control of many events, many characters and the energy in the book is deployed with genius. >> rose: you are not unaware to use the double negatives other have before have adapted it to movies and plays, what is the challenge for you? how did you approach this? >> well, in fact, there have been, as you know, a dozen anna kareninas, probably. my approach was to just see what was for me central, which was love in infinite variety but certainly several manifestations, provide different threads through the book, there are choices to be made among the characters of lesson and kiki. >> there is a lot of stuff going on in the book about tolstoy's preoccupation with agriculture, with the philosophy of life and so on, and i just kept picking up on love, love between brothers, love between lovers, love between mother and child, and tried to make a point of that, really, which in a way simplified my task and there was less missing from such a big novel as you might suppose in the movie. >> rose: so nertsz you feel like you really got the essence of that, if your focus is on the love you have got t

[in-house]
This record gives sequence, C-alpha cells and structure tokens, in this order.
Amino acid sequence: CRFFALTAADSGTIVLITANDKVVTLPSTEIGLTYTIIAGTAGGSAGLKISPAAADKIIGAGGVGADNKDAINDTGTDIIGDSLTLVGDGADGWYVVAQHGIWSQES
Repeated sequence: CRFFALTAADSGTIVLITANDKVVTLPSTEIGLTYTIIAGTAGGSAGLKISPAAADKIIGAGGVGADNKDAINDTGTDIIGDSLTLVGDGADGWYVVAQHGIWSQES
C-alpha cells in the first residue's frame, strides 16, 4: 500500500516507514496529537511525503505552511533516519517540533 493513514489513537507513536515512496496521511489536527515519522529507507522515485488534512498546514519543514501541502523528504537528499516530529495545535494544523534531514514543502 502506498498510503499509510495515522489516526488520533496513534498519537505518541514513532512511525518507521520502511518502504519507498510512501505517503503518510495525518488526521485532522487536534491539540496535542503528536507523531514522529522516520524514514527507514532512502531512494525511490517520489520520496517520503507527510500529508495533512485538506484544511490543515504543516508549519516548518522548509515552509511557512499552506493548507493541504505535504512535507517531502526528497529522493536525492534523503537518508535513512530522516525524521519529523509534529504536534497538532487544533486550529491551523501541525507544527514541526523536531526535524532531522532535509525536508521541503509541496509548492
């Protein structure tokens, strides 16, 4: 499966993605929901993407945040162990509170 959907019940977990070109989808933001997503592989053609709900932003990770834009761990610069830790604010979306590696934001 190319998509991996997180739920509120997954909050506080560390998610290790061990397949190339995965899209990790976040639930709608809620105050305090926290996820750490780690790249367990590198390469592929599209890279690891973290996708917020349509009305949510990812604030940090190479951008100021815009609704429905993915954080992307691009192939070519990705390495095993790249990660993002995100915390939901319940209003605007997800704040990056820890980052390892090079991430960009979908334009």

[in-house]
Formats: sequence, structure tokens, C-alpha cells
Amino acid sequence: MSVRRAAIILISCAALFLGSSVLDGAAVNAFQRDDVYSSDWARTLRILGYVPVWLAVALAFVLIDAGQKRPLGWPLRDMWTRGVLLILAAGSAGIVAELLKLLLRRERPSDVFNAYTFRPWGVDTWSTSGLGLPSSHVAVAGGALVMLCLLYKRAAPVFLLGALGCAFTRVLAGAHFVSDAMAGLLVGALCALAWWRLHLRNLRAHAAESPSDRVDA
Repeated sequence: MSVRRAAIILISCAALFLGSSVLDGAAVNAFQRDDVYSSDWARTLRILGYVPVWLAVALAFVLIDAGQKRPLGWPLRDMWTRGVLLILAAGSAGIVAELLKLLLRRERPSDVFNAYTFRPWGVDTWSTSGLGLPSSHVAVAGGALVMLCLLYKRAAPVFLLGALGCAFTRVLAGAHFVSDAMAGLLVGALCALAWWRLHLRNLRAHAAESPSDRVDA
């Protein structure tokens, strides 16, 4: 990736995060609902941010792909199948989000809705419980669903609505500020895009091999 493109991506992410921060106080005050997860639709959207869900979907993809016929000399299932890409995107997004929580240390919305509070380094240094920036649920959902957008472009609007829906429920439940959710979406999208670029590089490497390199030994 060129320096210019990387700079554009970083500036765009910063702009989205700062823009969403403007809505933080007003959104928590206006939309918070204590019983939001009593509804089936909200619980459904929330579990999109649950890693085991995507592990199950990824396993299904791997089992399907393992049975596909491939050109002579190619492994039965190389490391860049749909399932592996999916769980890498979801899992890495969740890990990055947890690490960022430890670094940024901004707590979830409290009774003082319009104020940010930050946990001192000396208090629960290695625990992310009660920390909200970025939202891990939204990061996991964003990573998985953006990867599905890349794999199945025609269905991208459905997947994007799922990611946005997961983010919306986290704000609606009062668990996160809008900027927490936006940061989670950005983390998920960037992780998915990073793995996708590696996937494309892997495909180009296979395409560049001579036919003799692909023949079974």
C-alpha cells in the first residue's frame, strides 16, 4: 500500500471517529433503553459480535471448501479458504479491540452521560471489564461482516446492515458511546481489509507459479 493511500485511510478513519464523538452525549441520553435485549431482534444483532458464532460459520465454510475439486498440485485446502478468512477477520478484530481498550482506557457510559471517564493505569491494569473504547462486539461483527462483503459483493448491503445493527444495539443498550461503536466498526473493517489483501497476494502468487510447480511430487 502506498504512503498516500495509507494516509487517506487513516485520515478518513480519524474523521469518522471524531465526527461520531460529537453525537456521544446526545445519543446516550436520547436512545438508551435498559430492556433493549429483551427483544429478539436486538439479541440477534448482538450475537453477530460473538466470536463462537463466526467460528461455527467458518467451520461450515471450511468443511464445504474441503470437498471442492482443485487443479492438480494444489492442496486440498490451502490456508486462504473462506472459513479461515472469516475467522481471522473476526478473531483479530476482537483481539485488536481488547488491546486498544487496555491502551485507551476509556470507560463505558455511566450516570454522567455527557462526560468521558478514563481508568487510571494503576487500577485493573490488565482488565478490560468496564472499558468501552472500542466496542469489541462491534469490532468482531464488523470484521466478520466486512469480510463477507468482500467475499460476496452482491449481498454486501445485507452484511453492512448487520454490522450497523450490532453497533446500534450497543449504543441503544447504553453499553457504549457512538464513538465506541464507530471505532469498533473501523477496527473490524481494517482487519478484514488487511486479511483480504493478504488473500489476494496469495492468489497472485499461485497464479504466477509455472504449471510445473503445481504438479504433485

that there is so much energy in the u.s. is because we embrace individuals in this country in a way that isn't always done throughout the world. so when you look at something like silicon valley is a great-- where amazon is in seattle but silicon valley is kind of the heart of the internet tech. >> rose: i think of them often as one, silicon valley and seattle. >> you look at silicon valley and it's a place where entrepreneurs are celebrated. where somebody with a good idea can quickly raise money and get started. you go to a lot of other places in the world and the idea of celebrating the entrepreneur, celebrating the individual with an idea, that kind of, you know, the two kids in the garage or the-- or in their dorm room, this is one of the best places in the world for that and that's a cultural thing that is very persistent. >> that is why they all beat a path to silicon valley when they come to america. >> if you are worried about the issue that you brought up, there's a very simple solution which is we do something which from a policy point of view in this country is clearly in my opin
Search Results 0 to 16 of about 17 (some duplicates have been removed)